MoodlePeers: Factors Relevant in Learning Group Formation for Improved Learning Outcomes, Satisfaction and Commitment in E-Learning Scenarios Using GroupAL

  • Johannes KonertEmail author
  • Henrik Bellhäuser
  • René Röpke
  • Eduard Gallwas
  • Ahmed Zucik
Conference paper
Part of the Lecture Notes in Computer Science book series (LNCS, volume 9891)


High-scale and pure online learning scenarios (like MOOCs) as well as blended-learning scenarios offer great possibilities to optimize the composition of learning groups working together on the assigned (or selected) tasks. While the benefits and importance of peer learning for deep learning and improvement of e.g. problem-solving competency and social skills are indisputable, little evidences exist about the relevant factors for group formation and their combination to optimize the learning outcome for all participants (in all groups). Based on the GroupAL algorithm, MoodlePeers proposes an plugin solution for Moodle. Evaluated in a four-week online university mathematics preparation course MoodlePeers proved significant differences in submission rate of homework, quality of homework, keeping up, and satisfaction with group work compared to randomly created groups. The significant factors from personality traits, motivation and team orientation are discussed as well as the algorithmic key functionality behind.


Group formation Learning outcome Learning goal alignment Peer learning Personality traits Motivation Expectation Optimization 



This work has partly been funded by the TU Darmstadt Quality Program for excellent teaching. Additionally, special thanks to the co-workers on this interdisciplinary work, especially Regina Bruder, Annette Glathe, Christian Hoppe, Steffen Pegenau, Christoph Rensing, Diana Seyfarth, Marcel Schaub, Klaus Steitz, and Nora Wester (all TU Darmstadt).


  1. 1.
    Damon, W.: Peer education: the untapped potential. J. Appl. Dev. Psychol. 5, 331–343 (1984)CrossRefGoogle Scholar
  2. 2.
    Michaelsen, L.K., Fink, L.D., Hall, A.: Designing effective group activities: lessons for classroom teaching and faculty development. In: DeZure, D. (ed.) To Improve the Academy: Resources for Faculty, Instructional and Organizational Development. New Forums, Stollwater, OK (1997)Google Scholar
  3. 3.
    Srba, I., Bielikova, M.: Dynamic Group formation as an approach to collaborative learning support. IEEE Trans. Learn. Technol. 8(2), 173–186 (2014)CrossRefGoogle Scholar
  4. 4.
    Harrison, D.A., Price, K.H., Gavin, J.H., Florey, A.T.: Time, teams, and task performance: changing effects of surface- and deep-level diversity on group functioning. Acad. Manag. J. 45, 1029–1045 (2002)CrossRefGoogle Scholar
  5. 5.
    Humphrey, S.E., Hollenbeck, J.R., Meyer, C.J., Ilgen, D.R.: Trait configurations in self-managed teams: a conceptual examination of the use of seeding for maximizing and minimizing trait variance in teams. J. Appl. Psychol. 92, 885–892 (2007)CrossRefGoogle Scholar
  6. 6.
    Bell, S.T.: Deep-level composition variables as predictors of team performance: a meta-analysis. J. Appl. Psychol. 92, 595–615 (2007)CrossRefGoogle Scholar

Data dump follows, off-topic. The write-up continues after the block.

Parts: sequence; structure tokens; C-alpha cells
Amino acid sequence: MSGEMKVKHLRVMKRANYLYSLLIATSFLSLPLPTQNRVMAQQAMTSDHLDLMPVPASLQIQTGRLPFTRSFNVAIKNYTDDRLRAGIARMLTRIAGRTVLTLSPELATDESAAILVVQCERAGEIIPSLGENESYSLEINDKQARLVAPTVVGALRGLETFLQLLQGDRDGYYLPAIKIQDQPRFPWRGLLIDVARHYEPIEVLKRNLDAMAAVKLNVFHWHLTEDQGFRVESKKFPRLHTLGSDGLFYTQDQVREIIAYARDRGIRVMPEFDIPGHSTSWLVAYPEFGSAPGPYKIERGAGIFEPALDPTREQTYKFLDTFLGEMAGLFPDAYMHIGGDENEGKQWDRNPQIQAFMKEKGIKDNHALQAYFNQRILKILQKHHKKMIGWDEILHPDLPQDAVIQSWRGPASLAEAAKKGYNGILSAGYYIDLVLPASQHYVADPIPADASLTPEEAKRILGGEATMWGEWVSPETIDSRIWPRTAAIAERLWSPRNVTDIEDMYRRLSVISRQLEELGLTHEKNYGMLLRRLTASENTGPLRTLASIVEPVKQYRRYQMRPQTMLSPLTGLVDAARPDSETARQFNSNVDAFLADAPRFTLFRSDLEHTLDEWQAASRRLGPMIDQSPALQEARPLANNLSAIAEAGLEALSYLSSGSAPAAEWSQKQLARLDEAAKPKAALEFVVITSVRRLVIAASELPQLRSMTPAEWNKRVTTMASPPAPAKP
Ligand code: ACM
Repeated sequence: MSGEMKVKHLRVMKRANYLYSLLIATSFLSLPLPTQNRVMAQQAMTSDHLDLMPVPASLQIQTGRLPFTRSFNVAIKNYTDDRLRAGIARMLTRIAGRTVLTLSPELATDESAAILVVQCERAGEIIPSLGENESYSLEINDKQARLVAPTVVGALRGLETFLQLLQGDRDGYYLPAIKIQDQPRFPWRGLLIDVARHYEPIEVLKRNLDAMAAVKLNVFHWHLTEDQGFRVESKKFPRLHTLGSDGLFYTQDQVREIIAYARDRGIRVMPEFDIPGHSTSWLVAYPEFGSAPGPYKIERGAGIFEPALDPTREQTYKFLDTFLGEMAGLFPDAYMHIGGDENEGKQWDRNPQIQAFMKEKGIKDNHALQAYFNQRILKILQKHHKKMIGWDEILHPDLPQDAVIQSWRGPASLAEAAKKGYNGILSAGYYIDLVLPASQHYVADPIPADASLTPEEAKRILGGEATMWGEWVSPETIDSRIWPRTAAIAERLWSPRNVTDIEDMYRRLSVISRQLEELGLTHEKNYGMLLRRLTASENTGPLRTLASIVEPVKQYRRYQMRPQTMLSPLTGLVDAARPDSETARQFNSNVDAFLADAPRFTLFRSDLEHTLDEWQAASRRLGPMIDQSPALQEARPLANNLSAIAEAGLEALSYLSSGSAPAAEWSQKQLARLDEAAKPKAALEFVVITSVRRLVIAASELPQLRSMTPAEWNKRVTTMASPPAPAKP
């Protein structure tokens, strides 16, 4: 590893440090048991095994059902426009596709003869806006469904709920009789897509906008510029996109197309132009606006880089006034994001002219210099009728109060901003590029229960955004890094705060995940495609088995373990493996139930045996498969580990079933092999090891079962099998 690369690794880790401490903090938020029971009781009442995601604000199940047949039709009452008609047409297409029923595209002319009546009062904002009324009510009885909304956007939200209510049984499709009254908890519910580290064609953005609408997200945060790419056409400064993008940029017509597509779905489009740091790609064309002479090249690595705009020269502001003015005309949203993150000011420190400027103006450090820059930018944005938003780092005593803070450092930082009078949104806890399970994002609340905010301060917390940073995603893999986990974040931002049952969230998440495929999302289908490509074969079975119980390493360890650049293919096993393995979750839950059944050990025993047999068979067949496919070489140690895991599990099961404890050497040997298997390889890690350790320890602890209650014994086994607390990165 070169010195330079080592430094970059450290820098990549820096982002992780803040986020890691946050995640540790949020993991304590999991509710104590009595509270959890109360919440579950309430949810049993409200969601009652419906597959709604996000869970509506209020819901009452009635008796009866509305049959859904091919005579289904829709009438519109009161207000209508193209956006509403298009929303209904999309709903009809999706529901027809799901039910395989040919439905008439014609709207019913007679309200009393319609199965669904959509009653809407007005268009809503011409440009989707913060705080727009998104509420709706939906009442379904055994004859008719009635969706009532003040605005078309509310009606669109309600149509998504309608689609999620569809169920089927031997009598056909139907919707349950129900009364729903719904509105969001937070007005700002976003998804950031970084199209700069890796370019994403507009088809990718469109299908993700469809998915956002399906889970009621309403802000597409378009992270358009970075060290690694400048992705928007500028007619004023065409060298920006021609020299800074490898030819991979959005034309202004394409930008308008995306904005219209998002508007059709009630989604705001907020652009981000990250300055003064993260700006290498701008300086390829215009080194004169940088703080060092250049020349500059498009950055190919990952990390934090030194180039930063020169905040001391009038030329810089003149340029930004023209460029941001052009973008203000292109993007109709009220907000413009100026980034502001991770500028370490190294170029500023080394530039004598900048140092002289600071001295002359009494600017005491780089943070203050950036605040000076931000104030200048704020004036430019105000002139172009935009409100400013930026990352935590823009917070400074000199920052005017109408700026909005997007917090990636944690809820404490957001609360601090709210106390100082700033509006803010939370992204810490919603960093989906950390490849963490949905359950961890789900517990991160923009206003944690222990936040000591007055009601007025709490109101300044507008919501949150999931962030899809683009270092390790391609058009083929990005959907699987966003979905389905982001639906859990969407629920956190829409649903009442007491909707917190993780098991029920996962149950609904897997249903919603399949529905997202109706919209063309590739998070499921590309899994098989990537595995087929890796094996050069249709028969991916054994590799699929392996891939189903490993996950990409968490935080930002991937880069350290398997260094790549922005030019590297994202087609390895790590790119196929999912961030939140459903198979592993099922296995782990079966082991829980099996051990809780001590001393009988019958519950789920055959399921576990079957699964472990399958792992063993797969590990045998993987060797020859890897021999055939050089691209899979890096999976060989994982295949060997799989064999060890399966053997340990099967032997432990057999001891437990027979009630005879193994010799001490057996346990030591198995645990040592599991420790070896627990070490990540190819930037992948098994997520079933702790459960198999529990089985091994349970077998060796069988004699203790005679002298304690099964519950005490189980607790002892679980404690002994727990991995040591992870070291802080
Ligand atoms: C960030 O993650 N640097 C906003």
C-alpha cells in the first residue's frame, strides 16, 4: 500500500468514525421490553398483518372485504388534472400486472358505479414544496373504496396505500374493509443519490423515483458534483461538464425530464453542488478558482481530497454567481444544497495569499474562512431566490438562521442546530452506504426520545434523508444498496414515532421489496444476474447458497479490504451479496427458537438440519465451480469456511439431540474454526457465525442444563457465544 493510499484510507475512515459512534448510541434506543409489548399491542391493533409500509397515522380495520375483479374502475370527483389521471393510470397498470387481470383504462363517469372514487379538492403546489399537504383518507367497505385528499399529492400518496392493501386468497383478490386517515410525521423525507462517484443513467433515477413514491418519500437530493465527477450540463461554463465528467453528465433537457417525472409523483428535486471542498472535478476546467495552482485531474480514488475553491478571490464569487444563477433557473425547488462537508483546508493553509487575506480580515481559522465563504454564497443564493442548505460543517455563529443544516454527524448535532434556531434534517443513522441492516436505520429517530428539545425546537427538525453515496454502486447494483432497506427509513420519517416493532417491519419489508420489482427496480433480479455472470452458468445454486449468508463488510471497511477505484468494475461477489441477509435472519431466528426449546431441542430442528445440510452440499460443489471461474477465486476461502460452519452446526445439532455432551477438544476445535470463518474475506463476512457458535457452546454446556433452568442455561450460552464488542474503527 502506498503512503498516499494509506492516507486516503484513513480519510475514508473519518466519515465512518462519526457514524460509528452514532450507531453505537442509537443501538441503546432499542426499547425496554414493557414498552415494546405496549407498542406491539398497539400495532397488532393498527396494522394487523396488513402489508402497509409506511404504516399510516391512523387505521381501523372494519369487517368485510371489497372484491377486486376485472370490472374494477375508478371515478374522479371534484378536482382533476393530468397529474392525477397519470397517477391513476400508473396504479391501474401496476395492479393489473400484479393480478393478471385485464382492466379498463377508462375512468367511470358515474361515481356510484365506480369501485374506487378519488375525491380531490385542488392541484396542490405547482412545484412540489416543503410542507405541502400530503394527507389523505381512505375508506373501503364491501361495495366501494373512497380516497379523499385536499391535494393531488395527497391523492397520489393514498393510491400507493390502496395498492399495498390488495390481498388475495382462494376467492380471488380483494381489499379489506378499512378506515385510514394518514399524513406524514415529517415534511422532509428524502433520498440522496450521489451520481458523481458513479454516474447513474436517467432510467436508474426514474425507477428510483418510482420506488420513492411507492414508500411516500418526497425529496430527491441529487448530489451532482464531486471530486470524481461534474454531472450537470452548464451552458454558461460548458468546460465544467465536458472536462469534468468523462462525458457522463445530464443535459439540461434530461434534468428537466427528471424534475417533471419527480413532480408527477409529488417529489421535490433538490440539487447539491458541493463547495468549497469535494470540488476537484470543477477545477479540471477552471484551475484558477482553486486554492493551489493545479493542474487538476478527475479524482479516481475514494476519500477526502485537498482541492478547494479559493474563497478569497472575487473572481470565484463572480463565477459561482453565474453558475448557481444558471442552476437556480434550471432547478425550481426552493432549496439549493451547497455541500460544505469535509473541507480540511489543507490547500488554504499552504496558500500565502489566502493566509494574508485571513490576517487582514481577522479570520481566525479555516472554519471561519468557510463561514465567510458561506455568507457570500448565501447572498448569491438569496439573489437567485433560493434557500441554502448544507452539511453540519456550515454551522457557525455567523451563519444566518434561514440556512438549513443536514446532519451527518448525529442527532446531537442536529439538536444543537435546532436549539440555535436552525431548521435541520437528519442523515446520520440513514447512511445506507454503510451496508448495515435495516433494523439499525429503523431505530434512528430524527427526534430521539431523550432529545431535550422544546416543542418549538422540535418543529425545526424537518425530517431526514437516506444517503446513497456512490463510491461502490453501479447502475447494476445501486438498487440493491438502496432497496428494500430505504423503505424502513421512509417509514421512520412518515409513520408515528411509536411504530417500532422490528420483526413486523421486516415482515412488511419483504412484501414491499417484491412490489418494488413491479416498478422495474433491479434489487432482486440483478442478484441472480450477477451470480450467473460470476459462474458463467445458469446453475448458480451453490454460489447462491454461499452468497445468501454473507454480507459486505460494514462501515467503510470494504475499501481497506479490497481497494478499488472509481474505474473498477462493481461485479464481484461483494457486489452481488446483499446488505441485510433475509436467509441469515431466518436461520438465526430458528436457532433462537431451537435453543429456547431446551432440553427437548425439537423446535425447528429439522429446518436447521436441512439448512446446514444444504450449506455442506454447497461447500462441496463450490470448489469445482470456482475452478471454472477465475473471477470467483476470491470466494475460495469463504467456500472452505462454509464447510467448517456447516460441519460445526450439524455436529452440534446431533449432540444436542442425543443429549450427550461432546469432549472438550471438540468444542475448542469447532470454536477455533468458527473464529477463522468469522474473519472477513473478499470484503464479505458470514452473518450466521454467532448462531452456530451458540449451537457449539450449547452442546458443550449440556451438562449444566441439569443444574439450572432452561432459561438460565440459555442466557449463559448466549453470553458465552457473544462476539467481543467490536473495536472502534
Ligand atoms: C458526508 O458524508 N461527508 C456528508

7. 7.
    Nederveen Pieterse, A., van Knippenberg, D., van Ginkel, W.P.: Diversity in goal orientation, team reflexivity, and team performance. Organ. Behav. Hum. Decis. Process. 114, 153–164 (2011)CrossRefGoogle Scholar
  8. 8.
    Horwitz, S.K.: The compositional impact of team diversity on performance: theoretical considerations. Hum. Resour. Dev. Rev. 4, 219–245 (2005)CrossRefGoogle Scholar
  9. 9.
    Konert, J., Burlak, D., Steinmetz, R.: The group formation problem: an algorithmic approach to learning group formation. In: Rensing, C., de Freitas, S., Ley, T., Muñoz-Merino, P.J. (eds.) Proceedings of the 9th European Conference on Technology Enhanced Learning (EC-TEL), pp. 221–234. Springer, Berlin, Graz, Austria (2014)Google Scholar
  10. 10.
    Zheng, Z.: A dynamic group composition method to refine collaborative learning group formation. In: Proceedings of the 6th International Conference on Educational Data Mining (EDM). pp. 360–361 (2013)Google Scholar
  11. 11.
    Cavanaugh, R., Ellis, M.: Automating the process of assigning students to cooperative-learning teams. In: Proceedings 2004 American Society for Engineering Education Annual Conference & Exposition (2004)Google Scholar
  12. 12.
    Isotani, S., Mizoguchi, R.: Theory-driven group formation through ontologies. Int. J. Comput. Collab. Learn. 4, 445–478 (2009)CrossRefGoogle Scholar
  13. 13.
    Rammstedt, B., John, O.P.: Kurzversion des big five inventory (BFI-K): entwicklung und validierung eines ökonomischen inventars zur erfassung der fünf faktoren der persönlichkeit. Diagnostica 51, 195–206 (2005)CrossRefGoogle Scholar
  14. 14.
    Hosiep, R., Paschen, M.: Das Bochumer Inventar zur berufsbezogenen Persönlichkeitsbeschreibung - 6 Faktoren. Hogrefe, Göttingen (2012)Google Scholar
  15. 15.
    Rheinberg, F., Vollmeyer, R., Burns, B.D.: FAM: Ein Fragebogen zur Erfassung aktueller Motivation QCM: A questionnaire to assess current motivation in learning situations. Diagnostica 47, 57–66 (2001)CrossRefGoogle Scholar

Copyright information

© Springer International Publishing Switzerland 2016

Authors and Affiliations

  • Johannes Konert
    • 1
    Email author
  • Henrik Bellhäuser
    • 2
  • René Röpke
    • 3
  • Eduard Gallwas
    • 3
  • Ahmed Zucik
    • 3
  1. 1.Beuth University of Applied Sciences BerlinBerlinGermany
  2. 2.Department of PsychologyUniversity of MainzMainzGermany
  3. 3.TU DarmstadtDarmstadtGermany

Personalised recommendations